Malta will be investing heavily to boost its diplomatic and consular presence in Libya in the coming months and has already acquired more than €1 million in EU funding for this purpose.

According to a plan devised by the Ministry of Foreign Affairs, Malta will have three representative and consular offices in Libya.

Apart from the head office in Tripoli and the more recent temporary office in Benghazi, opened after the overthrow of the Gaddafi regime, Malta is planning to open a new office in Misurata – Libya’s third city – that will issue visas and offer other consular services.

The Times understands that the Europ-ean Commission has approved a first Maltese application for assistance under the European Border Fund specifically for this project. A second application is currently being evaluated.

“Brussels has acknowledged Malta’s role to act as a bridge between the EU and Libya and has already given the green light for this plan to materialise,” sources close to the Commission said.

On its part, the Foreign Ministry has started implementing its plan and recently issued public calls to acquire new premises for its Benghazi offices and upgrade its facilities in Tripoli. A ministry spokesman said that, following the Libyan conflict, Malta’s office in Tripoli sustained major damage and required a total overhaul.

At the same time, since Malta’s consulate in Benghazi was operating from a small office with limited space and resources, “a good portion of the funds given by the EU will be used to purchase a new property in Benghazi and refurbish it up to Schengen standards”.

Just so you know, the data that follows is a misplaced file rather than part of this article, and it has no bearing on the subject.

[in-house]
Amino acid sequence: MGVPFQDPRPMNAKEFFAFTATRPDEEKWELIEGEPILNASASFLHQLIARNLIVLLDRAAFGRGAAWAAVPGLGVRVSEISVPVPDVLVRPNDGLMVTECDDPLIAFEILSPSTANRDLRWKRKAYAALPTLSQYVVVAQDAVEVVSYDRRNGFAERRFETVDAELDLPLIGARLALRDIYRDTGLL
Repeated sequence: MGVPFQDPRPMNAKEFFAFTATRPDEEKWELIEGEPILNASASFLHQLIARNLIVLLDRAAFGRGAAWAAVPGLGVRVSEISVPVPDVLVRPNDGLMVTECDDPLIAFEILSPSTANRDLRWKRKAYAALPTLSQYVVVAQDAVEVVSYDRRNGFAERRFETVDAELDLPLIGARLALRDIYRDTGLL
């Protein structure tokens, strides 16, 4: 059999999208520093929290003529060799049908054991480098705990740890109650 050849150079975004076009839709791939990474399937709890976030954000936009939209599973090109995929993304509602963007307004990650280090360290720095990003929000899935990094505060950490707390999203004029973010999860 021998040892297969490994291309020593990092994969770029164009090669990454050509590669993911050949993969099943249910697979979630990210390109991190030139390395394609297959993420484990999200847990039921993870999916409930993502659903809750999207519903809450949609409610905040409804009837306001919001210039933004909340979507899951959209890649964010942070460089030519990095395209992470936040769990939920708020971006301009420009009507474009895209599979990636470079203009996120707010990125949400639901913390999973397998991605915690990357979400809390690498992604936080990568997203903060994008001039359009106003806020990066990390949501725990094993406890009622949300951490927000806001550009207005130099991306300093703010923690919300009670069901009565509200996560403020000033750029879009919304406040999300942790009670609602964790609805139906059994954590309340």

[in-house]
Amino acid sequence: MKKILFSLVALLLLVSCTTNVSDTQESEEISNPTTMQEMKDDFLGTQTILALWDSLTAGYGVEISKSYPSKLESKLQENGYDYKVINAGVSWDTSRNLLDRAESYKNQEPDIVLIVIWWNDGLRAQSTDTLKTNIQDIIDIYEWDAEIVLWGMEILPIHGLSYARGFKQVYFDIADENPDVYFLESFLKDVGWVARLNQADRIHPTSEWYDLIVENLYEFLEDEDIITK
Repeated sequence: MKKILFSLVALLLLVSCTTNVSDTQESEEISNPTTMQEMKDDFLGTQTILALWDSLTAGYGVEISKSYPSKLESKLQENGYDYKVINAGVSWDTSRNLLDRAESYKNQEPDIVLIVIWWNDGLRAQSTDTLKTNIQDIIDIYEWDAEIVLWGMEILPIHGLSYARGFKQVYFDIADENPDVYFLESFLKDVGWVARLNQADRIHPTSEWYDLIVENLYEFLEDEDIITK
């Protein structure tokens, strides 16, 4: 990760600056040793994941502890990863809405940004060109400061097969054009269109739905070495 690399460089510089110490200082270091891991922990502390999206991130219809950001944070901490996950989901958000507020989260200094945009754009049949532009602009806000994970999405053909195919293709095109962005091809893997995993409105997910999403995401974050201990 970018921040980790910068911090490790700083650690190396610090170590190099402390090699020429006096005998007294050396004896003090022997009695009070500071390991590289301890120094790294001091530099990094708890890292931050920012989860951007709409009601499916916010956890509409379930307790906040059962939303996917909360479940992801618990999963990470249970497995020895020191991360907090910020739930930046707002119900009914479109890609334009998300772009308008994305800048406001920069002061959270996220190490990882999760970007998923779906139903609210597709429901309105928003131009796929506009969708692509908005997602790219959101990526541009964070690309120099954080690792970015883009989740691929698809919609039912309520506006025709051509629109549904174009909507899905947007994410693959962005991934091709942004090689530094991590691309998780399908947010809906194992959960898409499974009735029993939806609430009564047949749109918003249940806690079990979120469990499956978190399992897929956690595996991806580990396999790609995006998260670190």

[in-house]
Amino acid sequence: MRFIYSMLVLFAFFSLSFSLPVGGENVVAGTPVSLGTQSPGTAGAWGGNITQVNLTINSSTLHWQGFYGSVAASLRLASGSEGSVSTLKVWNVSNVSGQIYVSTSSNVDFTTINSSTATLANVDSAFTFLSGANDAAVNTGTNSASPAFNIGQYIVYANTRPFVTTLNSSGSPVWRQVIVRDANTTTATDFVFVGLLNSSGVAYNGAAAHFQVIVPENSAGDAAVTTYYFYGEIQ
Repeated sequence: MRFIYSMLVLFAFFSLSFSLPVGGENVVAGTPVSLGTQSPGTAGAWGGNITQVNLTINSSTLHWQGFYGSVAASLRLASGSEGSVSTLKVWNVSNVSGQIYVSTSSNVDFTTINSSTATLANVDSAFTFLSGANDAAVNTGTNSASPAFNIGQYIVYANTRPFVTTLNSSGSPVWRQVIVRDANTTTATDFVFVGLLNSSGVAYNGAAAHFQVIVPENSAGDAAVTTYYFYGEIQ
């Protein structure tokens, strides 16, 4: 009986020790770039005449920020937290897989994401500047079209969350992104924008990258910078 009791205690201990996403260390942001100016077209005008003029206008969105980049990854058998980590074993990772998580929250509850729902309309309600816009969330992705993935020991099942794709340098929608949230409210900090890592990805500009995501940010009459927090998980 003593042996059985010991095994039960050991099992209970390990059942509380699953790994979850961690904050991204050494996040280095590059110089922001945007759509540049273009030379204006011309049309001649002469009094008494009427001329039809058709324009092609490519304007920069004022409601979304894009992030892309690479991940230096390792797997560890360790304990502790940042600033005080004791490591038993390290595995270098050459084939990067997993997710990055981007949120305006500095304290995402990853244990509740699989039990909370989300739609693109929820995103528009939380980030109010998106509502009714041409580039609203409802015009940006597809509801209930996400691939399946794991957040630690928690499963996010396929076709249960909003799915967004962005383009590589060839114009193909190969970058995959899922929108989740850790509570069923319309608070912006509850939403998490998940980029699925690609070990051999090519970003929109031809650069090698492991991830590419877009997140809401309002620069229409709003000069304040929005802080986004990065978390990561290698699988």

The spokesman added that the new office would strengthen Malta’s capacity and efficiency in issuing visas.

It would be equipped with top security features as the area was considered to be high-risk. Benghazi is already linked with Malta through direct flights operated by Air Malta. Hundreds of visas are issued every month from this office for foreigners travelling to Malta.

“The planned Misurata branch will be of the same level as those operating in Tripoli and Benghazi and will deal with the heavy demand we already have from the area for the issuance of visas,” the spokesman said.

Malta was one of the first European countries to resume offering diplomatic and consular services from Libya after the civil war.

The plan should also facilitate business contacts between Malta and Libya, which are picking up considerably.

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